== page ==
Philips India Limited v. Labour Court, Madras, (1985) 3 SCC 103; Balasinor Nagrik Cooperative Bank Limited v. Babubhai Shankerlal Pandya, (1987) 1 SCC 606; Mohan Kumar Singhania v. Union of India, 1992 Supp (1) SCC 594; Sultana Begum v. Prem Chand Jain, (1997) 1 SCC 373; Jagdish Singh v. Lt. Governor, Delhi, (1997) 4 SCC 435; Commissioner of Income Tax v. Hindustan Bulk Carriers, (2003) 3 SCC 57.
The statute must be read as a whole. This rule of statutory construction is so firmly established, it is variously styled as ‘elementary rule’ [Attorney General v. Bastow, (1957) 1 All ER 497] and as a ‘settled rule’ [Poppatlal Shah v. State of Madras, AIR 1953 SC 274]. The only recognized exception to this well-laid principle is, it cannot be called in aid to alter the meaning of what is itself clear and explicit.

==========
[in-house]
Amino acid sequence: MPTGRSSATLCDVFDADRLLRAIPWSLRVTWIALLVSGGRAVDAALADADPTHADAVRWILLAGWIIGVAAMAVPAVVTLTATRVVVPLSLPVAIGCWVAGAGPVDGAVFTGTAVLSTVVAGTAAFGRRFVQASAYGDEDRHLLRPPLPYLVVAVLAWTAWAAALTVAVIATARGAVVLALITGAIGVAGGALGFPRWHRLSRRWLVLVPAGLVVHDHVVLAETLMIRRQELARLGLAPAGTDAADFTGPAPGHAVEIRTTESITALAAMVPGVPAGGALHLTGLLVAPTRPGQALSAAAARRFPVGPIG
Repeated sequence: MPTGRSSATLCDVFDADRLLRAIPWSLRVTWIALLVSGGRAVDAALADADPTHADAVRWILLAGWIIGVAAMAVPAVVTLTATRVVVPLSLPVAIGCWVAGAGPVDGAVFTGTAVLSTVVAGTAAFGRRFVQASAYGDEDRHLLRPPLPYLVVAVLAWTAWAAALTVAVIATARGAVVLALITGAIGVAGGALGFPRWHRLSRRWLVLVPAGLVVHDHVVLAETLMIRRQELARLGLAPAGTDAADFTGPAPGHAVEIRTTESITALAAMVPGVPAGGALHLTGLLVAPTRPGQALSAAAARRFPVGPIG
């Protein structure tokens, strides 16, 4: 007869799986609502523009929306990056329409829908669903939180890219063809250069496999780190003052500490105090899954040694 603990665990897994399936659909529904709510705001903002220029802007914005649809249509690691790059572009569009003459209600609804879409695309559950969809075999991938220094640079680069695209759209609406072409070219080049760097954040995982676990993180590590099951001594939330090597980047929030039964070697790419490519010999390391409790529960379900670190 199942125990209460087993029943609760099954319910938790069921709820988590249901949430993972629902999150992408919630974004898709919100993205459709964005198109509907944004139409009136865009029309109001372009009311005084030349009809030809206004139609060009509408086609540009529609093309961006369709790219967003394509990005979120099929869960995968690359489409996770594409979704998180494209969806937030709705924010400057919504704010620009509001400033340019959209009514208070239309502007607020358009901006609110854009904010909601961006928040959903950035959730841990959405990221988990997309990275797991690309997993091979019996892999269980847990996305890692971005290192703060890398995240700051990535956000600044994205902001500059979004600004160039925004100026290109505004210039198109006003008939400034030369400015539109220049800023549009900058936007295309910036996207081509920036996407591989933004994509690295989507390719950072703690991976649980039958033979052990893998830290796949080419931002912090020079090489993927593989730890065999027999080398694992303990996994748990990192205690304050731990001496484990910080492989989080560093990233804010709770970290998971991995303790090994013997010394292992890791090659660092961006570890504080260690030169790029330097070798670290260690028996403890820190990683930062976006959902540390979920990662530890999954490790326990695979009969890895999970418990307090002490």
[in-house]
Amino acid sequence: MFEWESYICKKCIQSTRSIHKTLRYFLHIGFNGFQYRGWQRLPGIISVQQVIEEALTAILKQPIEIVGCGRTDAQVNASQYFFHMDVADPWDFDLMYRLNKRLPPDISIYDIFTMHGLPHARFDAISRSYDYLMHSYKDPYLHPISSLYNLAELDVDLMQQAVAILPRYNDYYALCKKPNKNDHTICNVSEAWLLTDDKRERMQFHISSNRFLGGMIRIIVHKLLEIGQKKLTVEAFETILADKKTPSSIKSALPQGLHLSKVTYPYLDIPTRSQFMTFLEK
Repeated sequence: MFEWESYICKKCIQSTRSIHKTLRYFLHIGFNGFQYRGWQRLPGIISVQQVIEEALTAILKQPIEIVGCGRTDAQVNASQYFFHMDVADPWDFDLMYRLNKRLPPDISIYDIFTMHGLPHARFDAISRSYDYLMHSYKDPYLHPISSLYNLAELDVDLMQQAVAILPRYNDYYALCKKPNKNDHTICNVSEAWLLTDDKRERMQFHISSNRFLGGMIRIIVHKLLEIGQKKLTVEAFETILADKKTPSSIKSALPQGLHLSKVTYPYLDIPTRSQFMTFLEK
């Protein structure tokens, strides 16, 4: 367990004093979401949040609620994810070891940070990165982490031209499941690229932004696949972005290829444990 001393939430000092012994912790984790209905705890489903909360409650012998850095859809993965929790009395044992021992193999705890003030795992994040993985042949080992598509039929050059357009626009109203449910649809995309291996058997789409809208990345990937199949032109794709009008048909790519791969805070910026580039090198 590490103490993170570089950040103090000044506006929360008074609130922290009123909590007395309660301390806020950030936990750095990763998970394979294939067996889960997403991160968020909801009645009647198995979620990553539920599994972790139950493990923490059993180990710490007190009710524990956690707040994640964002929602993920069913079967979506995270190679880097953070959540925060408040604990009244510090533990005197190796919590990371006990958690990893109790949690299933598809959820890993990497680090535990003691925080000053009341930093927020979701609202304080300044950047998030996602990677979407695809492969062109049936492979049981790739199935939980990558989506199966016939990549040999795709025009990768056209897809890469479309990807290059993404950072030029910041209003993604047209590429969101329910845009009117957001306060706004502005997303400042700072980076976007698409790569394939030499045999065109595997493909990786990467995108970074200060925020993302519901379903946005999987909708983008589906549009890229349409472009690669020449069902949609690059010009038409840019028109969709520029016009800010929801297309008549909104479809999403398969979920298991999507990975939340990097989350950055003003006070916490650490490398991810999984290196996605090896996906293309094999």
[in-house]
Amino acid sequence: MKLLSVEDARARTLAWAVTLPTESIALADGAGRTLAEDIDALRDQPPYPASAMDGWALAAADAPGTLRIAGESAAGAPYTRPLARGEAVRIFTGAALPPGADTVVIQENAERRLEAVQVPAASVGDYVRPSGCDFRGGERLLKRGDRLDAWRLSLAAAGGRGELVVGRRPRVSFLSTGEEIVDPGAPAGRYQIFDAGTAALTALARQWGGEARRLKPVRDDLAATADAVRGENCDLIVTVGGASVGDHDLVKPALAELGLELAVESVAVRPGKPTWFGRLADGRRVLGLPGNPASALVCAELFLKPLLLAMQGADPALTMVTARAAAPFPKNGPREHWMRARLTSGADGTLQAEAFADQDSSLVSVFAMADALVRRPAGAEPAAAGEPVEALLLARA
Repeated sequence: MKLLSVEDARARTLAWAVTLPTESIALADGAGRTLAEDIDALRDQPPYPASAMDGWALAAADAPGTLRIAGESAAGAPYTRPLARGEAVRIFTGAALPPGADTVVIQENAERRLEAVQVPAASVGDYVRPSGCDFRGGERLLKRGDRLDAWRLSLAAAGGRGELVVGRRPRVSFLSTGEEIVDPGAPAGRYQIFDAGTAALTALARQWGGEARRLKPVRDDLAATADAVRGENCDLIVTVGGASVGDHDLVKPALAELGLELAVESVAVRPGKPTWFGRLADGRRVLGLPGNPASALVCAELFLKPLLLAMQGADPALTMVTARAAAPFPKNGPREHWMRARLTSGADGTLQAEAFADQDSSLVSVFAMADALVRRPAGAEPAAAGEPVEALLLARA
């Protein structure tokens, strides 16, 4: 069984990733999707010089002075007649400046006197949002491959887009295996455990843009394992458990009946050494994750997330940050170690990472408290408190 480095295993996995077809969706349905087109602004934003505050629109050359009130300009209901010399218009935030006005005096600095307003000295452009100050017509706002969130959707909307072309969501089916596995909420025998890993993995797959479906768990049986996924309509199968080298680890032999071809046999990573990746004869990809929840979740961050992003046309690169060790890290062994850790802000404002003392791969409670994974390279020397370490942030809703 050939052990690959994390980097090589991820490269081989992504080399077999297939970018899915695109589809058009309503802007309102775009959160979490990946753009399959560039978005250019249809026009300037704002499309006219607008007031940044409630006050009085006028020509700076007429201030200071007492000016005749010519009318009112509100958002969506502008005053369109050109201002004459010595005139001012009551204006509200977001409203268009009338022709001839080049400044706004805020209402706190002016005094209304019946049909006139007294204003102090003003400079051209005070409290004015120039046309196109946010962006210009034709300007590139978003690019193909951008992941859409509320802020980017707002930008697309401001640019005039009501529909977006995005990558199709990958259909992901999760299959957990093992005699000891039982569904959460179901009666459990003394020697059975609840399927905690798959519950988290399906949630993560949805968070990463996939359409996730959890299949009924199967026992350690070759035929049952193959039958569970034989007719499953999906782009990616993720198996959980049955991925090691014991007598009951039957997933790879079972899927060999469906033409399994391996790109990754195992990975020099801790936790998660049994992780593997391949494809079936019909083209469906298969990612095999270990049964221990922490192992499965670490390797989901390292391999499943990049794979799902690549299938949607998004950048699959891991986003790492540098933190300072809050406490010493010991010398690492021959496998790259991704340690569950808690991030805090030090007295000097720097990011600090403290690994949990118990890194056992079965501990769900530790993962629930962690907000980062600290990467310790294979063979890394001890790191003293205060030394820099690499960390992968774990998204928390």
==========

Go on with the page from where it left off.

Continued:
It is the duty of Court to make a consistent enactment of the whole statute. It is the duty of Court to avoid a head-on clash and construe the provisions which appear to be in conflict with each other in such a manner so as to harmonize them. It is settled, while interpreting a particular statutory provision, it should not result into making the other provision a ‘useless lumber’ or a ‘dead letter’. While construing the provisions, Court will have to ascertain intention in the backdrop of dominant purpose and underlying intendment of the statute.
– Hon’ble Justice B.R. Gavai, Sanjay Ramdas Patil v. Sanjay, [Civil Appeal No. 5060 of 2021].